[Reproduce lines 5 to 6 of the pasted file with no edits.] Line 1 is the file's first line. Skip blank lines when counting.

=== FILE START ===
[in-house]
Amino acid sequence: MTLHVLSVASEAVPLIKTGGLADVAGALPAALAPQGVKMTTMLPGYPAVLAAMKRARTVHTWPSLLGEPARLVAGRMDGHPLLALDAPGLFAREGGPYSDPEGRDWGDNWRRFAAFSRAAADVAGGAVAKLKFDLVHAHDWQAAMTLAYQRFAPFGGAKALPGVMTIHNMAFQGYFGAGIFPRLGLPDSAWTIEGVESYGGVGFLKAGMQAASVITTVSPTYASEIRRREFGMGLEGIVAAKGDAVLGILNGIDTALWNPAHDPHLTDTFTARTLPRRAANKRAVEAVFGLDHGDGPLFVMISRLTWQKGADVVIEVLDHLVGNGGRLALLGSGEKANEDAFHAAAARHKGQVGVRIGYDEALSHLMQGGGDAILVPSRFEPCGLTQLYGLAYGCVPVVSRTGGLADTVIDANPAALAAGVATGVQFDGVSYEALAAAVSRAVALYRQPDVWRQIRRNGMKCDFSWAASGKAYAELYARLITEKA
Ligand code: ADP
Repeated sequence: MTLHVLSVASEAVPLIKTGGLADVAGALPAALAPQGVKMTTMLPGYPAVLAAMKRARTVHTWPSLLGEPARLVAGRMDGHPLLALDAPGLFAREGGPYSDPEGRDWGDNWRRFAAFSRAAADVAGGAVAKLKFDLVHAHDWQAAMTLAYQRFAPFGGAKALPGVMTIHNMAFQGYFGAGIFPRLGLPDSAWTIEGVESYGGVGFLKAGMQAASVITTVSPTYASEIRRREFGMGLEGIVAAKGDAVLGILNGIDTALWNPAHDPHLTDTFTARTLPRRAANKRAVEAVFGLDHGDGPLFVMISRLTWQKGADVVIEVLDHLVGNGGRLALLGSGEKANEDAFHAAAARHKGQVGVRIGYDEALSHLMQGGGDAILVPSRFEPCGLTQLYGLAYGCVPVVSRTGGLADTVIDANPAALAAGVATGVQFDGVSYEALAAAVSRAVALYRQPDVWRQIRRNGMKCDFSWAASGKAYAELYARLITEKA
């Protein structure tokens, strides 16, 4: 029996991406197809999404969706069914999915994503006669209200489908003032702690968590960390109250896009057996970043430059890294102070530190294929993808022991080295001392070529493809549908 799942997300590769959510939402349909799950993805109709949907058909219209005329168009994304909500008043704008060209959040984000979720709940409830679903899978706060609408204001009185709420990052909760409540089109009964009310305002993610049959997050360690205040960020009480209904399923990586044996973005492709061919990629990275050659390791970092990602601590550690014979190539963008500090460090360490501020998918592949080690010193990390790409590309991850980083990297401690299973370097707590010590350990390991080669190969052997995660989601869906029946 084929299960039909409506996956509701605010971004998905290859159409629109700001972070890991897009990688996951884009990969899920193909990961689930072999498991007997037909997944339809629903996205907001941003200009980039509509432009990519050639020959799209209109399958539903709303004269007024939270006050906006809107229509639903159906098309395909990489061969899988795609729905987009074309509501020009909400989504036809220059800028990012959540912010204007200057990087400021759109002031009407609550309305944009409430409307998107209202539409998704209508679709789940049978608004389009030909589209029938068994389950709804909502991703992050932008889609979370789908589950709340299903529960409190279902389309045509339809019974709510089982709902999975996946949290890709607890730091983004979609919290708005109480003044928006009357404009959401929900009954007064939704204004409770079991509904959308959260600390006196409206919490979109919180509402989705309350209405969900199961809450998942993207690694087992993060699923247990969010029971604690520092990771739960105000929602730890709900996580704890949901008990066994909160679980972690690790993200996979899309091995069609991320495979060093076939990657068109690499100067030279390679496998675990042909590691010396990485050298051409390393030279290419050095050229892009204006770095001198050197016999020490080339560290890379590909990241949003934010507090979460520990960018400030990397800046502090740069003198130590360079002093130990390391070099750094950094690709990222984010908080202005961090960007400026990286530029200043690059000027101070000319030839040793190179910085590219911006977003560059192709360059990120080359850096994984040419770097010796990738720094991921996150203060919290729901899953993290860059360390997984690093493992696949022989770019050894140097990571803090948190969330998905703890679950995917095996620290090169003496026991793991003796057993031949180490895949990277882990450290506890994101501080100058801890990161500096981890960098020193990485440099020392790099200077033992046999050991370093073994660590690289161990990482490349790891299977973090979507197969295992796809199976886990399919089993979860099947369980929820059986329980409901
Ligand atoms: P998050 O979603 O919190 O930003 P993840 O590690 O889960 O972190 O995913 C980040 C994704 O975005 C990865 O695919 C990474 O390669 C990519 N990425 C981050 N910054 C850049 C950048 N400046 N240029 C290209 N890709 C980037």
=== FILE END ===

């Protein structure tokens, strides 16, 4: 029996991406197809999404969706069914999915994503006669209200489908003032702690968590960390109250896009057996970043430059890294102070530190294929993808022991080295001392070529493809549908 799942997300590769959510939402349909799950993805109709949907058909219209005329168009994304909500008043704008060209959040984000979720709940409830679903899978706060609408204001009185709420990052909760409540089109009964009310305002993610049959997050360690205040960020009480209904399923990586044996973005492709061919990629990275050659390791970092990602601590550690014979190539963008500090460090360490501020998918592949080690010193990390790409590309991850980083990297401690299973370097707590010590350990390991080669190969052997995660989601869906029946 084929299960039909409506996956509701605010971004998905290859159409629109700001972070890991897009990688996951884009990969899920193909990961689930072999498991007997037909997944339809629903996205907001941003200009980039509509432009990519050639020959799209209109399958539903709303004269007024939270006050906006809107229509639903159906098309395909990489061969899988795609729905987009074309509501020009909400989504036809220059800028990012959540912010204007200057990087400021759109002031009407609550309305944009409430409307998107209202539409998704209508679709789940049978608004389009030909589209029938068994389950709804909502991703992050932008889609979370789908589950709340299903529960409190279902389309045509339809019974709510089982709902999975996946949290890709607890730091983004979609919290708005109480003044928006009357404009959401929900009954007064939704204004409770079991509904959308959260600390006196409206919490979109919180509402989705309350209405969900199961809450998942993207690694087992993060699923247990969010029971604690520092990771739960105000929602730890709900996580704890949901008990066994909160679980972690690790993200996979899309091995069609991320495979060093076939990657068109690499100067030279390679496998675990042909590691010396990485050298051409390393030279290419050095050229892009204006770095001198050197016999020490080339560290890379590909990241949003934010507090979460520990960018400030990397800046502090740069003198130590360079002093130990390391070099750094950094690709990222984010908080202005961090960007400026990286530029200043690059000027101070000319030839040793190179910085590219911006977003560059192709360059990120080359850096994984040419770097010796990738720094991921996150203060919290729901899953993290860059360390997984690093493992696949022989770019050894140097990571803090948190969330998905703890679950995917095996620290090169003496026991793991003796057993031949180490895949990277882990450290506890994101501080100058801890990161500096981890960098020193990485440099020392790099200077033992046999050991370093073994660590690289161990990482490349790891299977973090979507197969295992796809199976886990399919089993979860099947369980929820059986329980409901
Ligand atoms: P998050 O979603 O919190 O930003 P993840 O590690 O889960 O972190 O995913 C980040 C994704 O975005 C990865 O695919 C990474 O390669 C990519 N990425 C981050 N910054 C850049 C950048 N400046 N240029 C290209 N890709 C980037």